Thursday, June 24, 2010

Olympia The Site of the Grecian games Part.IV

The first of the five days was given over to ceremony – for the offering of sacrifices and the swearing of the Olympic oath. The main sacrifice was carried out on the altar of Zeus Horkeios, or Zeus of the oaths. Officials, athletes, and their families would assemble in the Bouleuterion, a building erected in the 6th century BC. Here, a wild boar was slaughtered before a statue of the god. Each competitor swore upon its limbs that he would not cheat, had no criminal record, and was entitled to compete under Olympic regulations. Those who broke the oath, or swore it falsely, were fined and banned for life from the Games.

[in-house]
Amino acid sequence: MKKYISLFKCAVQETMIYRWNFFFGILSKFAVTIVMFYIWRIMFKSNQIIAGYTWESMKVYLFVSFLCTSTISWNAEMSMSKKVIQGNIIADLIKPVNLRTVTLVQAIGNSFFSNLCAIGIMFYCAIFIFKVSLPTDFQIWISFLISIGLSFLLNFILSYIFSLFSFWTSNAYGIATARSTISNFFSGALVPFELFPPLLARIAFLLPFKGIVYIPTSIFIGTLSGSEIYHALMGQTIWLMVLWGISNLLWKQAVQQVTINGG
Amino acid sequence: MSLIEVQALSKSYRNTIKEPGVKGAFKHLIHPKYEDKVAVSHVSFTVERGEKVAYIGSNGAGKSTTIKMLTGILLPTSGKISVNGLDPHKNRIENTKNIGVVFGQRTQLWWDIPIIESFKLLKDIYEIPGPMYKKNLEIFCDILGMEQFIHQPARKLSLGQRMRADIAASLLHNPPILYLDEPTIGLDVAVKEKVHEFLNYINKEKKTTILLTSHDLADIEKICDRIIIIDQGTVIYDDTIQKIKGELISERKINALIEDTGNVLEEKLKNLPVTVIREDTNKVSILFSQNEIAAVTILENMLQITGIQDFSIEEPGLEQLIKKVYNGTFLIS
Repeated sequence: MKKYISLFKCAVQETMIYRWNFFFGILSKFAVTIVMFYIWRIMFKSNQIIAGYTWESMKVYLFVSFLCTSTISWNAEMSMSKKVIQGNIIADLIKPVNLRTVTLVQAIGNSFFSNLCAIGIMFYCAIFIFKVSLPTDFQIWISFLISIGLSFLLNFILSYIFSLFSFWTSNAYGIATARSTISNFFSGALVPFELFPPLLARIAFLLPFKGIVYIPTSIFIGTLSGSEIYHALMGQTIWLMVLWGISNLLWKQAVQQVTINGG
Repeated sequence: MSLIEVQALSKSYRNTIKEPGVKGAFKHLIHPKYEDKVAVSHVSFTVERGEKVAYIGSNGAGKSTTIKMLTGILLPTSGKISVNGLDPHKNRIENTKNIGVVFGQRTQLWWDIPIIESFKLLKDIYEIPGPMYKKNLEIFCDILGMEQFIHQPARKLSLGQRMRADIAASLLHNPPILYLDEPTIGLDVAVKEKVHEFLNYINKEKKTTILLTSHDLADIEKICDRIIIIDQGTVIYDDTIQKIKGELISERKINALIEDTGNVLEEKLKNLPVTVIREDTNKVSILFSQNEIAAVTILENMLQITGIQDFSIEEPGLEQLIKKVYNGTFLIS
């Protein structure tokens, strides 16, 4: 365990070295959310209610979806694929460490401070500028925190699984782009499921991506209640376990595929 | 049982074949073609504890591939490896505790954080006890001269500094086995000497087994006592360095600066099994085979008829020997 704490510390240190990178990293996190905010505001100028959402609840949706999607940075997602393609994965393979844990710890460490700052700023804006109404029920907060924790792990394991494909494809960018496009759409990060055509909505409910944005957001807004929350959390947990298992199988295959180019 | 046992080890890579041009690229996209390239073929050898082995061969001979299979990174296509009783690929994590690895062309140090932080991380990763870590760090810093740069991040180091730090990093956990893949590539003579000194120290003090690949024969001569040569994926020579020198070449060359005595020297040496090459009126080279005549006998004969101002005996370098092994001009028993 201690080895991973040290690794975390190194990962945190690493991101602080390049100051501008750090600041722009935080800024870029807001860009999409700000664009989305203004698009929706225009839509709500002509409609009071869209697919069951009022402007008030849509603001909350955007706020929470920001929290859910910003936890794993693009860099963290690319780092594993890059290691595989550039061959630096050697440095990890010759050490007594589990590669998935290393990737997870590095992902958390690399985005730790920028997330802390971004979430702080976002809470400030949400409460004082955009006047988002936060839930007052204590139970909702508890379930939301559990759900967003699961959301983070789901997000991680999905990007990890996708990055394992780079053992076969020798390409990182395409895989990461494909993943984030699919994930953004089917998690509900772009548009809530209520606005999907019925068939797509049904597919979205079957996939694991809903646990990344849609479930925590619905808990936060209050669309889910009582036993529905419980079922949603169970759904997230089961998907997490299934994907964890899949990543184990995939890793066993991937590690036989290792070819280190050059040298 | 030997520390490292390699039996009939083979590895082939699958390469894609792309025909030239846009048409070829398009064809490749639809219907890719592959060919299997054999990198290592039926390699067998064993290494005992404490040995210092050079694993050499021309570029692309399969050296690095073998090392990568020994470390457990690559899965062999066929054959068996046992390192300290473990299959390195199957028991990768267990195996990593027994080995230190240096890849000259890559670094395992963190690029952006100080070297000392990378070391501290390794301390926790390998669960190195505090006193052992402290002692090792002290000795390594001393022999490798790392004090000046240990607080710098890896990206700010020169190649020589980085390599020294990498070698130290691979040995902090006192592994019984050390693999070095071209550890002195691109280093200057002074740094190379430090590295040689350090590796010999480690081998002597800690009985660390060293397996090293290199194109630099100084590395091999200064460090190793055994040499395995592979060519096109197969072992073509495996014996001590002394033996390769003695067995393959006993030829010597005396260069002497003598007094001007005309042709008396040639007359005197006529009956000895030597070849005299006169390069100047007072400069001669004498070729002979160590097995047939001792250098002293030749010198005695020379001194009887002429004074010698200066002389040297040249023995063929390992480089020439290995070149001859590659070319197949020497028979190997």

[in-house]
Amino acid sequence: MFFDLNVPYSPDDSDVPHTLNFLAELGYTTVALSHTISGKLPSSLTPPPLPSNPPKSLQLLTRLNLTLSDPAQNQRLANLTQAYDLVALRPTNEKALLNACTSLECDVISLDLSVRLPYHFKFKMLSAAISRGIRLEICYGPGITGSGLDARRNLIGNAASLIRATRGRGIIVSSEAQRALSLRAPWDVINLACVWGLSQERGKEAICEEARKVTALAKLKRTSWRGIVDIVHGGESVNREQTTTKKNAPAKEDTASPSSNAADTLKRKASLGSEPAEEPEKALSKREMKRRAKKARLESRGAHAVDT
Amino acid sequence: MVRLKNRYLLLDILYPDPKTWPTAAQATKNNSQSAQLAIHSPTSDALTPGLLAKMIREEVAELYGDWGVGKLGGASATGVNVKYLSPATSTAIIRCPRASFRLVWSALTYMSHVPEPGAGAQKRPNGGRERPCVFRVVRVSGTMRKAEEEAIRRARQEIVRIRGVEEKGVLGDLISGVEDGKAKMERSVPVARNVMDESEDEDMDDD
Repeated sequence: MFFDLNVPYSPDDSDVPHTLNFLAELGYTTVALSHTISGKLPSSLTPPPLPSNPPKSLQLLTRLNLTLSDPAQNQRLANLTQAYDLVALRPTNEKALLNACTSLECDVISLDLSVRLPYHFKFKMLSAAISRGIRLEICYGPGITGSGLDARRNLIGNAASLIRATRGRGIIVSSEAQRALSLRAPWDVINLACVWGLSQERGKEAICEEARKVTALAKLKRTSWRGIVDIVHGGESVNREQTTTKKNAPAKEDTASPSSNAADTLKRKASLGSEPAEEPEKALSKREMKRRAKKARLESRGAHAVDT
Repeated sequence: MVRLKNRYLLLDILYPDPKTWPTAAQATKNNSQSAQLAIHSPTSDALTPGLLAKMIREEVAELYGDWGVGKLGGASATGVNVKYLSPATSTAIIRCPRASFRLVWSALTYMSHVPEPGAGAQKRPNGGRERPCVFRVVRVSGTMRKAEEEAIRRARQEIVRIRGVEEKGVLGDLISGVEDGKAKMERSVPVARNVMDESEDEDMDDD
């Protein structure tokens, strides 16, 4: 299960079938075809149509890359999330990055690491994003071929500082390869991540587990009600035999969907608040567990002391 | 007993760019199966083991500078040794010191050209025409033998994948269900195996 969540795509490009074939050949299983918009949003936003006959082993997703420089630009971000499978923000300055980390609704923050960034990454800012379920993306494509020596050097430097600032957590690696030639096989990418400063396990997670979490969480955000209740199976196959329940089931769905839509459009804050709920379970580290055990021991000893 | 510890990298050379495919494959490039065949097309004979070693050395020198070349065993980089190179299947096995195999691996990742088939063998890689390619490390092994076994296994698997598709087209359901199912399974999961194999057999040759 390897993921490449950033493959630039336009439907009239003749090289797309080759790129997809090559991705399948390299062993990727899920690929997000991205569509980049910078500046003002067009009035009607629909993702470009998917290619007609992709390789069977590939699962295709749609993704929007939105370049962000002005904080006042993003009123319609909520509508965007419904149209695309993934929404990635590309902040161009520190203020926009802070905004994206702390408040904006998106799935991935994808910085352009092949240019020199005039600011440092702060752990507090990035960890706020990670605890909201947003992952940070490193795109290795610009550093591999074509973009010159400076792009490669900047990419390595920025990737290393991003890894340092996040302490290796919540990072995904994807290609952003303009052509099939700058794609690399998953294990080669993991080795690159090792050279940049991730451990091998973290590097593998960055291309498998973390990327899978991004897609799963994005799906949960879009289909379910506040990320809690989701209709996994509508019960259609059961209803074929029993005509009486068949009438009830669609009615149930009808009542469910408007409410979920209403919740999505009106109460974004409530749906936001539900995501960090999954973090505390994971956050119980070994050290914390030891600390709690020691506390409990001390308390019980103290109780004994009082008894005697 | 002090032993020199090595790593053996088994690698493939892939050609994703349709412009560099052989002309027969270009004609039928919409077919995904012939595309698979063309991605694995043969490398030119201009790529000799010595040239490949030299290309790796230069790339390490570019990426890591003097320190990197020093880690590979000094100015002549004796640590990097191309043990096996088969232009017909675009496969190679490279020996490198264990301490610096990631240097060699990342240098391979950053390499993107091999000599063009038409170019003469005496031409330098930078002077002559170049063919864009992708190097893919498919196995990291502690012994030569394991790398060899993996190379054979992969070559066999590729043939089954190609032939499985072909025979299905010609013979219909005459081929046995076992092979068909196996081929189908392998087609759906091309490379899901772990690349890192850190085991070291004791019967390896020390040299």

The starting point of the modern Games is marked by the lighting of the ceremonial flame, brought to the host country from Olympia by a relay of runners. Little is known about the sequence of events in the ancient Games, but a fire ceremony took place at some point in the five day cycle. It took the form of a solemn procession of purple robed hellanodikai entering the stadium to the sound of trumpets, with athletes following behind. The flame was lit on a sacrificial altar.
On the second day of the Olympics, spectators rose with the dawn to grab the best seats for the first events, congregation in groups according to their city of origin.
The main competitions were chariot races, horse races, wrestling boxing, the pankration, foot races, and the pentathlon. In all events except chariot racing, the athletes performed naked- the Greeks revered the human form. There were no team sports. Each athlete appeared as an individual, though victory was a glory shared by his whole city.


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